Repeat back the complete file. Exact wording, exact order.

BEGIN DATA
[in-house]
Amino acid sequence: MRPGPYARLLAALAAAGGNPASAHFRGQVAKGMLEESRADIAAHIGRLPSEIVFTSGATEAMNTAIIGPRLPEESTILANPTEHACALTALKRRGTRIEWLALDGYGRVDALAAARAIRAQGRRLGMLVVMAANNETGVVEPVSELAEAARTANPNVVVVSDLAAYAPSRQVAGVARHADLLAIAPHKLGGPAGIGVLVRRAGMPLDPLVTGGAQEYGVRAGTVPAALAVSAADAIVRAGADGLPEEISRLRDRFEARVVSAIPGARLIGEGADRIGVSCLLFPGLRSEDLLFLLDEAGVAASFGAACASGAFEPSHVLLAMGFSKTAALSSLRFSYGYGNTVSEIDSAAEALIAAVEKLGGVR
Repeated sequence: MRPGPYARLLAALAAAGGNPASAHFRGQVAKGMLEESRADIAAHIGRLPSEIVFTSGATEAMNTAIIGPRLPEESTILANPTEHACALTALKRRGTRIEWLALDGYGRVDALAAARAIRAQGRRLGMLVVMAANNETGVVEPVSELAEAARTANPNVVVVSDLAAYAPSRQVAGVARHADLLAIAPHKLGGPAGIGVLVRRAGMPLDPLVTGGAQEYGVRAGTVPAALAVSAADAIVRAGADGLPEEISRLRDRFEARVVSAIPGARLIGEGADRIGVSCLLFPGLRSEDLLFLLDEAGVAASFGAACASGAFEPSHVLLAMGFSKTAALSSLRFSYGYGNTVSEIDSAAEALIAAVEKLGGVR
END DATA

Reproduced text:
[in-house]
Amino acid sequence: MRPGPYARLLAALAAAGGNPASAHFRGQVAKGMLEESRADIAAHIGRLPSEIVFTSGATEAMNTAIIGPRLPEESTILANPTEHACALTALKRRGTRIEWLALDGYGRVDALAAARAIRAQGRRLGMLVVMAANNETGVVEPVSELAEAARTANPNVVVVSDLAAYAPSRQVAGVARHADLLAIAPHKLGGPAGIGVLVRRAGMPLDPLVTGGAQEYGVRAGTVPAALAVSAADAIVRAGADGLPEEISRLRDRFEARVVSAIPGARLIGEGADRIGVSCLLFPGLRSEDLLFLLDEAGVAASFGAACASGAFEPSHVLLAMGFSKTAALSSLRFSYGYGNTVSEIDSAAEALIAAVEKLGGVR
Repeated sequence: MRPGPYARLLAALAAAGGNPASAHFRGQVAKGMLEESRADIAAHIGRLPSEIVFTSGATEAMNTAIIGPRLPEESTILANPTEHACALTALKRRGTRIEWLALDGYGRVDALAAARAIRAQGRRLGMLVVMAANNETGVVEPVSELAEAARTANPNVVVVSDLAAYAPSRQVAGVARHADLLAIAPHKLGGPAGIGVLVRRAGMPLDPLVTGGAQEYGVRAGTVPAALAVSAADAIVRAGADGLPEEISRLRDRFEARVVSAIPGARLIGEGADRIGVSCLLFPGLRSEDLLFLLDEAGVAASFGAACASGAFEPSHVLLAMGFSKTAALSSLRFSYGYGNTVSEIDSAAEALIAAVEKLGGVR